The Wedding Season is upon us. From May to September is when most people who are getting married actually choose to do the deed. But why? Is it just the thought of more reliable weather? Here we are in April basking in the sort of weather we would normally expect in June – so what on earth can we look forward to in June? Weather people (meteorologists) say it’s going to be the hottest Summer on record. So what does that mean for all the happy couples getting hitched this year?
Let’s just think about that for a moment. Layered, fully structured wedding dresses aren’t exactly chilly garments. Nor are wool suits. Or top hat and tails. Or indeed anything most people are likely to wear on their wedding day. This in turn means that the happy couple may be less than happy as temperatures soar into the high 30s. Their guests won’t fare much better in their suits and posh frocks.
When I got married it was on the 5th August, and all the antiperspirant in Christendom wasn’t going to prevent my lovely pure new wool suit from Next becoming a sodden rag by the end of the day drenched in fluids that had hitherto represented at least a stone of my body weight. My bride was in turn melting into her own little pool in the overcrowded registry office in Elm Street. Yes. Elm Street. Bit of a nightmare. Haha.
Outside it wasn’t much better. Most marriage ceremonies take place in the middle of the day, and that, as any good geography student knows, is when the Sun reaches its highest point. Everyone was being boiled alive in the bag. Or grilled by the radiant heat from the sticky black tarmac pavement. If I had been the photographer, it would have been ten minutes of torture at the very most. But this was my wedding, and the photographer, chosen by my mother-in-law of course, was going to make sure that his job of work was executed at speeds only measurable on a geological timescale. And with extreme violence.
Yes, this man couldn’t possibly allow anyone else with a camera to take a photo. No, no, no, this was simply too much. He leapt into the fray, pushing guests aside, often with the aid of elbows cracking ribs. Needless to say, they were bloody awful photos too, but then more on that subject at some point later. When it came to lining up the hot, sweaty, injured people attending our wedding, each photo took around ten minutes to arrange and frame before he finally opened the shutter on the scene of carnage. Not a natural smile to be had. Just lots and lots of shine and too much redness. And squinting – lots and lots of squinting. Horrible.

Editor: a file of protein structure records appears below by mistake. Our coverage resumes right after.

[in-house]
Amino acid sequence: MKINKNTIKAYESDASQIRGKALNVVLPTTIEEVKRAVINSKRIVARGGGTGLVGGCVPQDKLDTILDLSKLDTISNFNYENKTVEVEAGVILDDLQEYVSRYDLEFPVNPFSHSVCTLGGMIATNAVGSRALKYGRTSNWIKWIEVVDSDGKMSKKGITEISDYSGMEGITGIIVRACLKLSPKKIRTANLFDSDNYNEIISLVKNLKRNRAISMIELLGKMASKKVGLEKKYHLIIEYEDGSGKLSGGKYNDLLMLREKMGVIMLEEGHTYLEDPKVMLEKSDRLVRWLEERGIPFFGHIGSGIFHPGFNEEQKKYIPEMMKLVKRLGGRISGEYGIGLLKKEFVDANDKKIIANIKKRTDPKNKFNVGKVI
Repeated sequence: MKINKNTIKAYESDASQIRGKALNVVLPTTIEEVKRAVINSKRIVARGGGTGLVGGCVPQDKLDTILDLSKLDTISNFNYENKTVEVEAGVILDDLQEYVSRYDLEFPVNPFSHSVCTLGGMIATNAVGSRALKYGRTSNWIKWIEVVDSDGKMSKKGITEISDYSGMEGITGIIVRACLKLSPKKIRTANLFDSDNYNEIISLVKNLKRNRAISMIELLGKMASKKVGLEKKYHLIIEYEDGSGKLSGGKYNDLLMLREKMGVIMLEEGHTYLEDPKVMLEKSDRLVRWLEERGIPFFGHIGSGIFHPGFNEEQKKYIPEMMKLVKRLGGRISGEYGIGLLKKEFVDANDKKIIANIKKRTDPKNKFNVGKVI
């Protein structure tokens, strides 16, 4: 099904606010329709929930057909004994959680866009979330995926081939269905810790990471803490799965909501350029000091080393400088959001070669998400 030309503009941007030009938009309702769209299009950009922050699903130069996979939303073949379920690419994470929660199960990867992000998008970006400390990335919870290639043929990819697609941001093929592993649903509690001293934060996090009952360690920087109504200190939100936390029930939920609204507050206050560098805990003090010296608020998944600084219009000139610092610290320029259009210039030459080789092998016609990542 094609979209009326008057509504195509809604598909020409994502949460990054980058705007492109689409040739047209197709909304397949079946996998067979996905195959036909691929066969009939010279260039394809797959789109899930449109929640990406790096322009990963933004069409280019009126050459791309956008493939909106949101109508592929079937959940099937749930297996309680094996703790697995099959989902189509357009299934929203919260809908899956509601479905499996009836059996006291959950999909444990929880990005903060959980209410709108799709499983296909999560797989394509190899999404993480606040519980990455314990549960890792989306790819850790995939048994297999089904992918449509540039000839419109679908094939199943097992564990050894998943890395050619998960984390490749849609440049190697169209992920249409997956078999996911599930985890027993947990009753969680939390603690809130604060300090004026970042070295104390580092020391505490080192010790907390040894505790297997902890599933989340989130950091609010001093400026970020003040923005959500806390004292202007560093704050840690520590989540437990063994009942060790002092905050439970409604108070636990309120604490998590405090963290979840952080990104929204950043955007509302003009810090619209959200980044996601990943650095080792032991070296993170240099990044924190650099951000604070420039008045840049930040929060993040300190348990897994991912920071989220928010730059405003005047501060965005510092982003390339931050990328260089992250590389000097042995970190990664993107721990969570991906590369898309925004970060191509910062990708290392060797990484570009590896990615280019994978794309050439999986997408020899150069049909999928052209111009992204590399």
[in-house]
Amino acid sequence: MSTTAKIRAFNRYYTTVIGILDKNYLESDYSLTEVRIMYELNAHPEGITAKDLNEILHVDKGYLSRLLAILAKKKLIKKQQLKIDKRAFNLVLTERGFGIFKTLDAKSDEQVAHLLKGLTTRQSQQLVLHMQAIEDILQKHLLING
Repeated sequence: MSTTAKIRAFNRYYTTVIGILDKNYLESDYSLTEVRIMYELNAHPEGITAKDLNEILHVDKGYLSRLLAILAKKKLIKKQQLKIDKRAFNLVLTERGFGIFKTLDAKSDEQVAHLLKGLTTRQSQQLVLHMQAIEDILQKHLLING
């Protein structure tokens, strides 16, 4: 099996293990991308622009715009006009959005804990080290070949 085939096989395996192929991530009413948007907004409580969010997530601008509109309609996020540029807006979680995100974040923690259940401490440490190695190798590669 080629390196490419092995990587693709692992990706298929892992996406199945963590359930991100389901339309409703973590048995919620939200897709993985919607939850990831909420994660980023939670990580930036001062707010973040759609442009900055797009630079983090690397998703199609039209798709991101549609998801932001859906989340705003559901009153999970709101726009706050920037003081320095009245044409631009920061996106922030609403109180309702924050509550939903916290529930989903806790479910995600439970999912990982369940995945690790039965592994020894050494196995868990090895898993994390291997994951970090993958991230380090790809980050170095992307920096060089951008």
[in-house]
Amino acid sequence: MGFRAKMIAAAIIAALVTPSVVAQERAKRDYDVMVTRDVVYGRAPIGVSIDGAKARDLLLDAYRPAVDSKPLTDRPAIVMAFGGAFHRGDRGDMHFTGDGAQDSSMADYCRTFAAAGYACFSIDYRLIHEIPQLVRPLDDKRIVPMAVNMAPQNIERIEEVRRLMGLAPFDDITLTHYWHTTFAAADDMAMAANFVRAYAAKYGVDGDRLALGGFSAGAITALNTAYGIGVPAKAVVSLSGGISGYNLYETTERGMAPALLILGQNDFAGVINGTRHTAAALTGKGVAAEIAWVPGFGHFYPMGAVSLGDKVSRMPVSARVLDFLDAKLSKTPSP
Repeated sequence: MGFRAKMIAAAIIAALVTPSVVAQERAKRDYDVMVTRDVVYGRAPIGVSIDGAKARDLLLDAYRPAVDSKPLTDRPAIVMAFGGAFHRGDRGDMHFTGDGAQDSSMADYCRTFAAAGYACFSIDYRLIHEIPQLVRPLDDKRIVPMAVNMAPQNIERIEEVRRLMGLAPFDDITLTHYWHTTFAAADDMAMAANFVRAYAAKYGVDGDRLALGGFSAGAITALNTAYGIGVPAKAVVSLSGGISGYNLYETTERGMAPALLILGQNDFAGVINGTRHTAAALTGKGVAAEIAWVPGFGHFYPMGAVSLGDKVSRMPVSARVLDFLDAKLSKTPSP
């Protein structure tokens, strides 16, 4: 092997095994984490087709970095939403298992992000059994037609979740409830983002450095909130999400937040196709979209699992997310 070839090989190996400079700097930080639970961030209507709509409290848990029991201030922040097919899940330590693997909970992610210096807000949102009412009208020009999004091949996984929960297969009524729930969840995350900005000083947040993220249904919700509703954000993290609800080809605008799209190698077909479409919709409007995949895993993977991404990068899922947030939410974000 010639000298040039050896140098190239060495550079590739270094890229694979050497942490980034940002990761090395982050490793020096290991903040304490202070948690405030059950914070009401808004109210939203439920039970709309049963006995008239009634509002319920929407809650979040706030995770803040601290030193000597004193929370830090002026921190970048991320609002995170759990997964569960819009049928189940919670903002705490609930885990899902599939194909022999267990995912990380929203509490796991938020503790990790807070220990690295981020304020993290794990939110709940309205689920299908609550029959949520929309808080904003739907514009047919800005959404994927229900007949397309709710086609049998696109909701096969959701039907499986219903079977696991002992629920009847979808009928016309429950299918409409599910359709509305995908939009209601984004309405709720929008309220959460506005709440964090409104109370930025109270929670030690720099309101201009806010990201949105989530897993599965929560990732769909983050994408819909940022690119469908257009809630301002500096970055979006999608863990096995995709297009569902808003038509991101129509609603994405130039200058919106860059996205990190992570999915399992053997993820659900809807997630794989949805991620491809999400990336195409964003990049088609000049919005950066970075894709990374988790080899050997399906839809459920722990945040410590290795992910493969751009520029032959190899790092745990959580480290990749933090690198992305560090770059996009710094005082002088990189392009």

When we split up we didn’t even notice what happened to the wedding album. Who knows where it languishes now.
The moral of the story is don’t let your mother-in-law organise the photographer. Or anything if you can possibly help it. And don’t necessarily think that a Summer wedding is going to be better… for anyone.
What’s my favourite time of year for weddings? I like Autumn. It’s a lovely time of year. You still get lovely sunny days, but the light is more oblique, the shadows longer, the colours more golden. It’s cooler, and so are the bride and groom, and indeed their guests. But even weddings around Christmas are lovely too. Your guests will treat it as a welcome diversion from their retail festivities, and there’s lots of nice decorations and lights around to brighten the day. But best of all, nobody will be melting, overheating, sweltering or squinting. Just glowing nicely in the firelight around the Christmas tree.
Jon Silver is a wedding photographer in Brighton & Sussex, Kent & Surrey.